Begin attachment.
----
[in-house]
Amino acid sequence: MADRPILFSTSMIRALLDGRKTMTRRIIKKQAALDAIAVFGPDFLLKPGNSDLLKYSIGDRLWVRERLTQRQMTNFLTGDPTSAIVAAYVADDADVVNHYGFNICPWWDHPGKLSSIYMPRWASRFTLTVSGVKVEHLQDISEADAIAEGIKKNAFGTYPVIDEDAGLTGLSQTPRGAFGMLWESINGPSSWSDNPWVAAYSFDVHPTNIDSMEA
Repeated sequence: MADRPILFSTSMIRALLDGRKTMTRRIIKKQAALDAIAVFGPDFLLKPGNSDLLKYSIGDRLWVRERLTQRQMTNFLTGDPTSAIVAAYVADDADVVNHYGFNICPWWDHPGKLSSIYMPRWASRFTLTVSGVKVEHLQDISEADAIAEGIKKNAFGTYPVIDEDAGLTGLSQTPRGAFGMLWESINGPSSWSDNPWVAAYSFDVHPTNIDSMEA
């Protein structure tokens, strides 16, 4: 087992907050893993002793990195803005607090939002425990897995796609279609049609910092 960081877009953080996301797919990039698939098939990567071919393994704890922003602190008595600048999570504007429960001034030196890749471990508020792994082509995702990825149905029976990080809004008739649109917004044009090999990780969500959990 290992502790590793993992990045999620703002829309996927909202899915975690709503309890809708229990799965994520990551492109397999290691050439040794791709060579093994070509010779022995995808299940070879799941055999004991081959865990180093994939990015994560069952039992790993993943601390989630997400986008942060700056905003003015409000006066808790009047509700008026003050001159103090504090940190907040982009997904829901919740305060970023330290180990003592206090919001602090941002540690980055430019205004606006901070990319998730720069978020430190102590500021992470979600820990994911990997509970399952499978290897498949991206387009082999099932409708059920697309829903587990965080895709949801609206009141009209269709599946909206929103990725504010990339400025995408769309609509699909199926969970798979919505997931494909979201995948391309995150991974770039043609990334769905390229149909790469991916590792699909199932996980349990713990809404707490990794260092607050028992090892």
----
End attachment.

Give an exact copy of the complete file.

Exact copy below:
[in-house]
Amino acid sequence: MADRPILFSTSMIRALLDGRKTMTRRIIKKQAALDAIAVFGPDFLLKPGNSDLLKYSIGDRLWVRERLTQRQMTNFLTGDPTSAIVAAYVADDADVVNHYGFNICPWWDHPGKLSSIYMPRWASRFTLTVSGVKVEHLQDISEADAIAEGIKKNAFGTYPVIDEDAGLTGLSQTPRGAFGMLWESINGPSSWSDNPWVAAYSFDVHPTNIDSMEA
Repeated sequence: MADRPILFSTSMIRALLDGRKTMTRRIIKKQAALDAIAVFGPDFLLKPGNSDLLKYSIGDRLWVRERLTQRQMTNFLTGDPTSAIVAAYVADDADVVNHYGFNICPWWDHPGKLSSIYMPRWASRFTLTVSGVKVEHLQDISEADAIAEGIKKNAFGTYPVIDEDAGLTGLSQTPRGAFGMLWESINGPSSWSDNPWVAAYSFDVHPTNIDSMEA
């Protein structure tokens, strides 16, 4: 087992907050893993002793990195803005607090939002425990897995796609279609049609910092 960081877009953080996301797919990039698939098939990567071919393994704890922003602190008595600048999570504007429960001034030196890749471990508020792994082509995702990825149905029976990080809004008739649109917004044009090999990780969500959990 290992502790590793993992990045999620703002829309996927909202899915975690709503309890809708229990799965994520990551492109397999290691050439040794791709060579093994070509010779022995995808299940070879799941055999004991081959865990180093994939990015994560069952039992790993993943601390989630997400986008942060700056905003003015409000006066808790009047509700008026003050001159103090504090940190907040982009997904829901919740305060970023330290180990003592206090919001602090941002540690980055430019205004606006901070990319998730720069978020430190102590500021992470979600820990994911990997509970399952499978290897498949991206387009082999099932409708059920697309829903587990965080895709949801609206009141009209269709599946909206929103990725504010990339400025995408769309609509699909199926969970798979919505997931494909979201995948391309995150991974770039043609990334769905390229149909790469991916590792699909199932996980349990713990809404707490990794260092607050028992090892």